National Academies Press: OpenBook

Effects of Past Global Change on Life (1995)

Chapter: Evidence for Climatic Variability

« Previous: Changes in the Species-Level Composition of Habitats
Suggested Citation:"Evidence for Climatic Variability." National Research Council. 1995. Effects of Past Global Change on Life. Washington, DC: The National Academies Press. doi: 10.17226/4762.
Page 147

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THE RESPONSE OF HIERARCHIALLY STRUCTURED ECOSYSTEMS TO LONG-TERM CLIMATIC CHANGE: A CASE 147 STUDY USING TROPICAL PEAT SWAMPS OF PENNSYLVANIAN AGE though species turnover tends to occur in greatest numbers at the breakpoints, where landscape patterns also change, the replacements that occur at these times are on ecomorphic themes, except at the Westphalian-Stephanian boundary. Figure 8.9 Patterns of turnover of species between coal swamps; first occurrences and last occurrences of species, and total species refer to individual coals. Similarity (Jaccard) and turnover percentage are comparisons between successive coals. At the Westphalian-Stephanian boundary the basic pattern changes. Many of the dominant tree ecomorphs are eliminated in the swamp extinctions. As a consequence, the dynamics of species interactions alone appear to dictate the initial patterns of swamp reorganization in the early Stephanian. Great variation in the suite of dominant species is detected palynologically (Phillips et al., 1974, 1985) among the coals that occur successively after the extinction. Ultimately, the system appears to reequilibrate, with fern dominance and pteridosperm subdominance becoming the rule for the remainder of the Stephanian. These patterns suggest that following the disruption of Westphalian ecosystem structure, coal-swamp dynamics became more stochastic for a relatively short period, until a new system of interactions was established. CLIMATE CHANGE AND CAUSATION Evidence for Climatic Variability The morphological characteristics of tropical Euramerican floras indicate a humid, warm climate, lacking seasonality for much of the time: large, evergreen leaves; trunks and leaves with only minor armoring; woods lacking growth rings; trees and shrubs with structure suggesting rapid growth. The characteristics of Late Carboniferous plants are magnified as climate indicators by plants of the younger Permian Period in Euramerica, many of which are much more xeromorphic in character and suggest growth under periodic moisture limitation. One of the most extreme examples of xeromorphy in the Permian is the Hermit Shale flora of Arizona (White, 1929), which contains only seed plants, many of which are armored with spines and have thick, highly sclerotic leaves; the flora is associated with clear sedimentological indicators of seasonal rainfall, and may have inhabited a dry coastal area on the margin of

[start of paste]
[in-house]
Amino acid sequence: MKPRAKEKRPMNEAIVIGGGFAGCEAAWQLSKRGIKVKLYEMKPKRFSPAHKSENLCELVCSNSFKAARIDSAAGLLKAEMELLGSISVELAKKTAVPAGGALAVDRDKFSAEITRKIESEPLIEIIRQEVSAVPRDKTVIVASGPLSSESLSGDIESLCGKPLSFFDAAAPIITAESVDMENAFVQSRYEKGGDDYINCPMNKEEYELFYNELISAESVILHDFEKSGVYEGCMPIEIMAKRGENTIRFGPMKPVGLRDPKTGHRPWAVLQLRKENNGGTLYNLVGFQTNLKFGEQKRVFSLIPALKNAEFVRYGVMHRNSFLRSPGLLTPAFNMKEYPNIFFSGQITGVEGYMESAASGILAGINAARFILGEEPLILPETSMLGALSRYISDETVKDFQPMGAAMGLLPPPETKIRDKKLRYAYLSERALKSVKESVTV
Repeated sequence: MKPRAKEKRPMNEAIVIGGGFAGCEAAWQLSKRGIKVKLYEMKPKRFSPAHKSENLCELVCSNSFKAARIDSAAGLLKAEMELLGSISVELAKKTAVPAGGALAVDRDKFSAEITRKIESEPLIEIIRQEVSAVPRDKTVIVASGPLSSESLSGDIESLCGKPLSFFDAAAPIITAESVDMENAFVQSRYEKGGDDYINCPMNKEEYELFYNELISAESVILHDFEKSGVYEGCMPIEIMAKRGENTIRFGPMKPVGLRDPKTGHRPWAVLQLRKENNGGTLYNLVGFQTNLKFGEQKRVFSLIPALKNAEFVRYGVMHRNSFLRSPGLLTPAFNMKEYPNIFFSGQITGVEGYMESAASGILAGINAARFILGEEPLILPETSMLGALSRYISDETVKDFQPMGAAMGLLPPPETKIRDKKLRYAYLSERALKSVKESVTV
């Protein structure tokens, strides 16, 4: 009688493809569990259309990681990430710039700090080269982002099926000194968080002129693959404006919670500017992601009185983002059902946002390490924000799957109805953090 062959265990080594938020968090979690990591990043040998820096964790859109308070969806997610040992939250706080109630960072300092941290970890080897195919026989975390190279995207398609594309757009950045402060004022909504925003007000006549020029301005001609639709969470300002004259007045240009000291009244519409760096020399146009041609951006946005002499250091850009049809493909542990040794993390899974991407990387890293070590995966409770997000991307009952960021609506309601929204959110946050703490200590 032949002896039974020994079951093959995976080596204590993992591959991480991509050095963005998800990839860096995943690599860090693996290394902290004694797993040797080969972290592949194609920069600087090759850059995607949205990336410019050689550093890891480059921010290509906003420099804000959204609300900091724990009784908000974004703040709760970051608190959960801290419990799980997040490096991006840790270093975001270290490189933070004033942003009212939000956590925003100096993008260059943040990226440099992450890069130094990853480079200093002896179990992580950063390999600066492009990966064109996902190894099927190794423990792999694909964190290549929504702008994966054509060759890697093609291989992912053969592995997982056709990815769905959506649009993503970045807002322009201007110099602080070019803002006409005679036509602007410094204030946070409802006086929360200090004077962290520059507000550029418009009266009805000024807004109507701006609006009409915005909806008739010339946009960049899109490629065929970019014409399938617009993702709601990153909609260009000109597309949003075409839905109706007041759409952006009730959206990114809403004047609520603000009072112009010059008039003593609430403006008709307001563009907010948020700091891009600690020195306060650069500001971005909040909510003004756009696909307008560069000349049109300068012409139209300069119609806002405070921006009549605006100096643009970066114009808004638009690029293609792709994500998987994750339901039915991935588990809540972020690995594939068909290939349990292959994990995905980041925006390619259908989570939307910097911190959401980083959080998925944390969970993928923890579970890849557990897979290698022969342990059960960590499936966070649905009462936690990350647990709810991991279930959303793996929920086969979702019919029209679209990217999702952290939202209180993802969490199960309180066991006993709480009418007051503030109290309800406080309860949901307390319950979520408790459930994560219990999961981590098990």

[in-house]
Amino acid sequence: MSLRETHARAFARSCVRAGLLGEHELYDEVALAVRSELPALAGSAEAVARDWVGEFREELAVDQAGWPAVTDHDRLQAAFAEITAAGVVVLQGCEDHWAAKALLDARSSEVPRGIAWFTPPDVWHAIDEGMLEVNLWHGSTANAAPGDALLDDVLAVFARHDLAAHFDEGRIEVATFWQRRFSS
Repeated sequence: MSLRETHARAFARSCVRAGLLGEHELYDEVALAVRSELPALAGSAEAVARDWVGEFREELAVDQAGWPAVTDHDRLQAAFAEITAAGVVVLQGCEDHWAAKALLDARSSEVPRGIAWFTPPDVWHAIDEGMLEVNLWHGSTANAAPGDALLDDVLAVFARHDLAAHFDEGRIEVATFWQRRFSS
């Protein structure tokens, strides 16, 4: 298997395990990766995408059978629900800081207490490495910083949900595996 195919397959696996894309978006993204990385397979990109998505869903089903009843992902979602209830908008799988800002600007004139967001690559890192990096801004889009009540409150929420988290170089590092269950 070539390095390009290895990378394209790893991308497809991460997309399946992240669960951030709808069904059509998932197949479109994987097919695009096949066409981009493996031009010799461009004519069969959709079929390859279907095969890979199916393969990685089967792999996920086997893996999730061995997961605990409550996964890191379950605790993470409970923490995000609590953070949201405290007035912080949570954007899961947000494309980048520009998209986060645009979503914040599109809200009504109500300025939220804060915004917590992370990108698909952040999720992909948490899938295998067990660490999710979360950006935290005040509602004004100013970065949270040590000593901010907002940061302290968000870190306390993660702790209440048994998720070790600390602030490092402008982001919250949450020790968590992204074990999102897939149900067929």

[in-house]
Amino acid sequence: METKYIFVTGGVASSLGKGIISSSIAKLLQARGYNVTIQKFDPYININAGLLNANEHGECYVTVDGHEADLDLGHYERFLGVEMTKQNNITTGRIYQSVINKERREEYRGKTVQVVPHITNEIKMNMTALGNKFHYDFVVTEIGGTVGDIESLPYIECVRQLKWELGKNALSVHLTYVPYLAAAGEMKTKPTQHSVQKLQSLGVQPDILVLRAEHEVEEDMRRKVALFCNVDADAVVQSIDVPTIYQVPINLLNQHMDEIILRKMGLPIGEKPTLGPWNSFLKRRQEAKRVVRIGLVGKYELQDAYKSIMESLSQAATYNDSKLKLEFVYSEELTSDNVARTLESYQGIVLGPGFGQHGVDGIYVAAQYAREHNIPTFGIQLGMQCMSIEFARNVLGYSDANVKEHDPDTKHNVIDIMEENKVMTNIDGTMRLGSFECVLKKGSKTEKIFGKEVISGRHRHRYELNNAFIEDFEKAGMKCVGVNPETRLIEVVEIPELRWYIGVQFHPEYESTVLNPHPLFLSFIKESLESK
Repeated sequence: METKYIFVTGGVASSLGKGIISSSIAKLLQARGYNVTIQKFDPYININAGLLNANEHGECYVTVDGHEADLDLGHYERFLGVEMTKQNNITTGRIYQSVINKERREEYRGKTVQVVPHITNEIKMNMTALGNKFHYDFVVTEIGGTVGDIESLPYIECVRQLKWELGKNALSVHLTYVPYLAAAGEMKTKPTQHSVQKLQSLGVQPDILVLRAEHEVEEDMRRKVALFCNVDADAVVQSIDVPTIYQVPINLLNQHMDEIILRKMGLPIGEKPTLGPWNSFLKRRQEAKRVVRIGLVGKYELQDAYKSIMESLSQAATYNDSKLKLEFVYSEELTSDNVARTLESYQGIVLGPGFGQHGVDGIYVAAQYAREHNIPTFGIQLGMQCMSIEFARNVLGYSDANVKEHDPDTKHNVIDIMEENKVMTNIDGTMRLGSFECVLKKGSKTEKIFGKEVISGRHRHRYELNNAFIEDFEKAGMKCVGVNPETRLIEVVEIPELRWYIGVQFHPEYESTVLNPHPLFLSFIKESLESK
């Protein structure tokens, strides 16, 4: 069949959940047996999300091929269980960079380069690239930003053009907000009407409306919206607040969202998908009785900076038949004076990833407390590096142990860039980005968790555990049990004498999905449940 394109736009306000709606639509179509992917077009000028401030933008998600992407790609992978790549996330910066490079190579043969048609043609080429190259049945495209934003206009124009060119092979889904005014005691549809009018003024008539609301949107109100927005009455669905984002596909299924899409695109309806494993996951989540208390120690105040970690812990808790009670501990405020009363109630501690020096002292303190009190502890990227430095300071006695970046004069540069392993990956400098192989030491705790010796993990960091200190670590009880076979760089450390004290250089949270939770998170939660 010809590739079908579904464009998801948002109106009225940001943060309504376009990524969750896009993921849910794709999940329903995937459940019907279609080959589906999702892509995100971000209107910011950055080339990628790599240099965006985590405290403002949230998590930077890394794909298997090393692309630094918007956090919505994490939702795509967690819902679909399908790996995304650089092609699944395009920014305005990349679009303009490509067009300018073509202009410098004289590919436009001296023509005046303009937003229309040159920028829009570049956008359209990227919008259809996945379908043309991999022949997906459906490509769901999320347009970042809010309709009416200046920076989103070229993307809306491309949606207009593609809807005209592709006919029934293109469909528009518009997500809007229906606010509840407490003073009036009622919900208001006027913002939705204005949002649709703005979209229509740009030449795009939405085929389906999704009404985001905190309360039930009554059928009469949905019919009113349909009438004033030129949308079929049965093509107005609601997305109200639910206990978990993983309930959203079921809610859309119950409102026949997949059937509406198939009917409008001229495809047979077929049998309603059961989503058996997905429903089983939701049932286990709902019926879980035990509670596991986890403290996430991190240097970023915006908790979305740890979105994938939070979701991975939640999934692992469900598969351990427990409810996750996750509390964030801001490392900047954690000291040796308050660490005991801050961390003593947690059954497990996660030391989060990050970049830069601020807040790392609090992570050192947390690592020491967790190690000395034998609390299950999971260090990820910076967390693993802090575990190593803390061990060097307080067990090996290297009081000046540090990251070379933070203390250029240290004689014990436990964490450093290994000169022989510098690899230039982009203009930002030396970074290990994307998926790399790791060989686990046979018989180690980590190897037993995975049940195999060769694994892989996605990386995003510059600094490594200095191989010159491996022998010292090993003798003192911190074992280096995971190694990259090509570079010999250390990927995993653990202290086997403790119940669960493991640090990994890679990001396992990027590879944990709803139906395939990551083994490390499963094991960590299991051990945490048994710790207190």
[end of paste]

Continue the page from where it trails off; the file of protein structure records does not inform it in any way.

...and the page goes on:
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What can we expect as global change progresses? Will there be thresholds that trigger sudden shifts in environmental conditions—or that cause catastrophic destruction of life?

Effects of Past Global Change on Life explores what earth scientists are learning about the impact of large-scale environmental changes on ancient life—and how these findings may help us resolve today's environmental controversies.

Leading authorities discuss historical climate trends and what can be learned from the mass extinctions and other critical periods about the rise and fall of plant and animal species in response to global change. The volume develops a picture of how environmental change has closed some evolutionary doors while opening others—including profound effects on the early members of the human family.

An expert panel offers specific recommendations on expanding research and improving investigative tools—and targets historical periods and geological and biological patterns with the most promise of shedding light on future developments.

This readable and informative book will be of special interest to professionals in the earth sciences and the environmental community as well as concerned policymakers.

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